Twisted love by ANA HUANG ,chapter 6,ALEX

“DON’T DO THIS.” I poured myself a cup of coffee, leaned against the counter, and took a leisurely sip before responding. “I’m not sure why you’re calling me, Andrew. I’m the COO. You should talk to Ivan.” “That’s bullshit,” Andrew spat. “You pull the strings behind the scenes, and everyone knows it.” “Then everyone is wrong, which wouldn’t be the first time.” I checked my Patek Philippe watch. Limited edition, hermetically sealed and waterproof, the stainless-steel timepiece had set me back a cool twenty grand. I’d bought it after I sold my financial modeling software for eight figures, one month after my fourteenth birthday. “Ah, it’s almost time for my nightly meditation session.” I didn’t meditate, and we both knew it. “I wish you the best. I’m sure you’ll have a flourishing second career as a busker. You took band in high school, didn’t you?” “Alex, please.” Andrew’s voice turned pleading. “I have a family. Kids. My oldest daughter is starting college soon. Whatever you have against me, don’t drag them or my employees into it.” “But I don’t have anything against you, Andrew,” I said conversationally, taking another sip of coffee. Most people didn’t drink espresso this late for fear of not being able to sleep, but I didn’t have that problem. I could never sleep. “This is business. Nothing personal.” It baffled me that people still didn’t get it. Personal appeals had no place in the corporate world. It was eat or get eaten, and I for one had no grand aspirations of becoming prey. Only the strongest survived, and I had every intention of remaining at the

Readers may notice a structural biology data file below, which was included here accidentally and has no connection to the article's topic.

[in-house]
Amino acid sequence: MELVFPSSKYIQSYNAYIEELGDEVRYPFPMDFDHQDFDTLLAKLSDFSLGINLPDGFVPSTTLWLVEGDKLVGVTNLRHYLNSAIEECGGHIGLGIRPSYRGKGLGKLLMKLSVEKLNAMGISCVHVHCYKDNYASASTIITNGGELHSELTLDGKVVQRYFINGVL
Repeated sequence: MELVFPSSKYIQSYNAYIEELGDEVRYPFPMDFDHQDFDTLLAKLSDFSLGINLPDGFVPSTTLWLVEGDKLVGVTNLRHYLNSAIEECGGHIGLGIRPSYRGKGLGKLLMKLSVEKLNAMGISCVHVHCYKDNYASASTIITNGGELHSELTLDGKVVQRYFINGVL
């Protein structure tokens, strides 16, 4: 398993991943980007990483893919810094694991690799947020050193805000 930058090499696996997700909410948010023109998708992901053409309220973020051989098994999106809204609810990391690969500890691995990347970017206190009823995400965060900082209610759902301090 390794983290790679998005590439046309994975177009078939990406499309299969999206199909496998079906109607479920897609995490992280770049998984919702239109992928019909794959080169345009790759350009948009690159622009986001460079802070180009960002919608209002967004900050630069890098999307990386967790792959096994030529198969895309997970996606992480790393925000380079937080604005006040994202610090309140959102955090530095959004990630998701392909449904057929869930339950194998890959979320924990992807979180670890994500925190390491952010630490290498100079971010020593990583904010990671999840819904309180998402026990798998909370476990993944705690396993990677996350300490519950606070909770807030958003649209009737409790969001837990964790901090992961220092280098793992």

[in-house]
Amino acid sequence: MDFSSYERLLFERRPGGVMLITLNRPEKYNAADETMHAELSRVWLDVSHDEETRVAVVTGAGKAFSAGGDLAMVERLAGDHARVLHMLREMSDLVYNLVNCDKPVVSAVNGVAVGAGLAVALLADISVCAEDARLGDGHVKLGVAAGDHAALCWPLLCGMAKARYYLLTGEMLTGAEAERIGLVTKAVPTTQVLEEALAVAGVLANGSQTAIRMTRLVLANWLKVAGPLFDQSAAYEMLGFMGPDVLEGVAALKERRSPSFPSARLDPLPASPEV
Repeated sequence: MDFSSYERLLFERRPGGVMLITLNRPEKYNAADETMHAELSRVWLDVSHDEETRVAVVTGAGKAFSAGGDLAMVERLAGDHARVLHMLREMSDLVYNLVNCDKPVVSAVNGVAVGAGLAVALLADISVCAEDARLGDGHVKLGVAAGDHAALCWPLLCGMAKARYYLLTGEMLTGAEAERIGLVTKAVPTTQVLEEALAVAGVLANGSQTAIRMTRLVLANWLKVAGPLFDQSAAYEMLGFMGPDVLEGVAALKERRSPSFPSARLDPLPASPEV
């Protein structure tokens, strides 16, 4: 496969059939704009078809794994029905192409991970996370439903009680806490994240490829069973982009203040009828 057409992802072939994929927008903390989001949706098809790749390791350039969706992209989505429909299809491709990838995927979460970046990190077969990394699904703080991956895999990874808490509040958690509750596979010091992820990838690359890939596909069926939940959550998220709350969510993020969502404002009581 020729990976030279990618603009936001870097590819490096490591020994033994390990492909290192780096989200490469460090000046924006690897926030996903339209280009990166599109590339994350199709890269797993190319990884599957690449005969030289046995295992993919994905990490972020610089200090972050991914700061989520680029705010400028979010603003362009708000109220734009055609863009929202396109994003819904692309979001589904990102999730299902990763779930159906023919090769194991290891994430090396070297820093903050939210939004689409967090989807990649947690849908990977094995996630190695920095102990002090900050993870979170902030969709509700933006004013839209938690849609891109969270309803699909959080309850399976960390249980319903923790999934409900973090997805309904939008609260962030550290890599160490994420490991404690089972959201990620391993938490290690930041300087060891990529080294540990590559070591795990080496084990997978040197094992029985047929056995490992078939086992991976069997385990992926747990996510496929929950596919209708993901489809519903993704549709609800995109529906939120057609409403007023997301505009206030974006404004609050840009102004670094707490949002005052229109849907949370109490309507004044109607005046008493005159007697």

top of the food chain. “Alex—” I tired of hearing my name. It was always Alex this, Alex that. People begging for time, money, attention or, worst of all, affection. It was a fucking chore. It really was. “Good night.” I hung up before he could make another plea for mercy. There was nothing sadder than seeing—or, in this case, hearing—a CEO reduced to a beggar. The hostile takeover of Gruppmann Enterprises would go ahead as planned. I wouldn’t have cared about the company, except it was a useful pawn in the grand scheme of things. Archer Group was a real estate development company, but in five, ten, twenty years, it’d be so much more. Telecommunications, e-commerce, finance, energy…the world was ripe for my taking. Gruppmann was a small fish in the finance industry, but it was a stepping stone toward my bigger ambitions. I wanted to iron out all the kinks before I took on the sharks. Besides, Andrew was an asshole. I knew for a fact that he’d quietly settled with several of his past secretaries out of court over sexual harassment charges. I blocked Andrew’s number for good measure and made a mental note to fire my assistant for allowing my personal cell information to slip into the hands of someone outside my tightly controlled contacts list. She’d already fucked up several times—paperwork with errors, appointments scheduled for the wrong times, missed calls from VIPs—and this was the last straw. I’d only kept her on so long as a favor to her father, a congressman who wanted his daughter to get “real work experience,” but her experience was over as of eight a.m. tomorrow morning. I’d deal with her father later. Silence hummed in the air as I placed my coffee cup in the sink and walked toward the living room. I sank onto the couch and closed my eyes, letting my chosen images play through my mind. I didn’t meditate, but this was my own fucked-up form of therapy. October 29, 2006. My first birthday as an orphan. It sounded depressing when I put it like that, but it wasn’t sad. It just… was. I didn’t care about birthdays. They were meaningless, dates on a